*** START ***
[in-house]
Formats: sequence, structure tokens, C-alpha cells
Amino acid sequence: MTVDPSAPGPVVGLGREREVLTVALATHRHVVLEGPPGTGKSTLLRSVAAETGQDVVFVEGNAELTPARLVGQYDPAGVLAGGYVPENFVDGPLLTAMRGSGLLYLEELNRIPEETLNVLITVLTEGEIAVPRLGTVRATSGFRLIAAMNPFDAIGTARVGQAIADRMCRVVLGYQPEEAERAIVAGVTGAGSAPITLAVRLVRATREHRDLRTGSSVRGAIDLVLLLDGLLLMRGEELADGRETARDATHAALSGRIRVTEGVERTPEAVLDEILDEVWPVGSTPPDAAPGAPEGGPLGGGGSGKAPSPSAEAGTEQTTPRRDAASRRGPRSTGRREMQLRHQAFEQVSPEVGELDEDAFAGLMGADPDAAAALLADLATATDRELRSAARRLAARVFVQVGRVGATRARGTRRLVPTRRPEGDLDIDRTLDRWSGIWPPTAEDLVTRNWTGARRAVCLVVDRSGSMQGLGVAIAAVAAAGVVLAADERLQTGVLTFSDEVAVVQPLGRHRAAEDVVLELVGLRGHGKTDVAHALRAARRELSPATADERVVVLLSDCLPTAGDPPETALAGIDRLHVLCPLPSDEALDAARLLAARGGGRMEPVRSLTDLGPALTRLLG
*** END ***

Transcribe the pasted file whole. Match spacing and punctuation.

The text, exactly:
[in-house]
Formats: sequence, structure tokens, C-alpha cells
Amino acid sequence: MTVDPSAPGPVVGLGREREVLTVALATHRHVVLEGPPGTGKSTLLRSVAAETGQDVVFVEGNAELTPARLVGQYDPAGVLAGGYVPENFVDGPLLTAMRGSGLLYLEELNRIPEETLNVLITVLTEGEIAVPRLGTVRATSGFRLIAAMNPFDAIGTARVGQAIADRMCRVVLGYQPEEAERAIVAGVTGAGSAPITLAVRLVRATREHRDLRTGSSVRGAIDLVLLLDGLLLMRGEELADGRETARDATHAALSGRIRVTEGVERTPEAVLDEILDEVWPVGSTPPDAAPGAPEGGPLGGGGSGKAPSPSAEAGTEQTTPRRDAASRRGPRSTGRREMQLRHQAFEQVSPEVGELDEDAFAGLMGADPDAAAALLADLATATDRELRSAARRLAARVFVQVGRVGATRARGTRRLVPTRRPEGDLDIDRTLDRWSGIWPPTAEDLVTRNWTGARRAVCLVVDRSGSMQGLGVAIAAVAAAGVVLAADERLQTGVLTFSDEVAVVQPLGRHRAAEDVVLELVGLRGHGKTDVAHALRAARRELSPATADERVVVLLSDCLPTAGDPPETALAGIDRLHVLCPLPSDEALDAARLLAARGGGRMEPVRSLTDLGPALTRLLG